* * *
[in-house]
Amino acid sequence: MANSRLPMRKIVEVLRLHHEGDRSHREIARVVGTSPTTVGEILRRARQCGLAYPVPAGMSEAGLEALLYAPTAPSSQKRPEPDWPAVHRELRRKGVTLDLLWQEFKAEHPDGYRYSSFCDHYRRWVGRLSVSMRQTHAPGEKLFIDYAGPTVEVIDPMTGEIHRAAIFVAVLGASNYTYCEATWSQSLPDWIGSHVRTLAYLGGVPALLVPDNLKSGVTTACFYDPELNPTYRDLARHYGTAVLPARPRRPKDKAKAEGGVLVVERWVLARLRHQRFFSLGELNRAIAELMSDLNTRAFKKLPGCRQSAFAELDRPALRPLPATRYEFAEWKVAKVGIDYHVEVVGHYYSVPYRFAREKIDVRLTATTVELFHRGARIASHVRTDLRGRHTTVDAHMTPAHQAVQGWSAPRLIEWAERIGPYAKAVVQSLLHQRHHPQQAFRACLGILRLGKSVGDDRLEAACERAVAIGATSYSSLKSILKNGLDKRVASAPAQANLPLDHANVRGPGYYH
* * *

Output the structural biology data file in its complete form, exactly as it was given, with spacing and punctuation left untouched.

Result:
[in-house]
Amino acid sequence: MANSRLPMRKIVEVLRLHHEGDRSHREIARVVGTSPTTVGEILRRARQCGLAYPVPAGMSEAGLEALLYAPTAPSSQKRPEPDWPAVHRELRRKGVTLDLLWQEFKAEHPDGYRYSSFCDHYRRWVGRLSVSMRQTHAPGEKLFIDYAGPTVEVIDPMTGEIHRAAIFVAVLGASNYTYCEATWSQSLPDWIGSHVRTLAYLGGVPALLVPDNLKSGVTTACFYDPELNPTYRDLARHYGTAVLPARPRRPKDKAKAEGGVLVVERWVLARLRHQRFFSLGELNRAIAELMSDLNTRAFKKLPGCRQSAFAELDRPALRPLPATRYEFAEWKVAKVGIDYHVEVVGHYYSVPYRFAREKIDVRLTATTVELFHRGARIASHVRTDLRGRHTTVDAHMTPAHQAVQGWSAPRLIEWAERIGPYAKAVVQSLLHQRHHPQQAFRACLGILRLGKSVGDDRLEAACERAVAIGATSYSSLKSILKNGLDKRVASAPAQANLPLDHANVRGPGYYH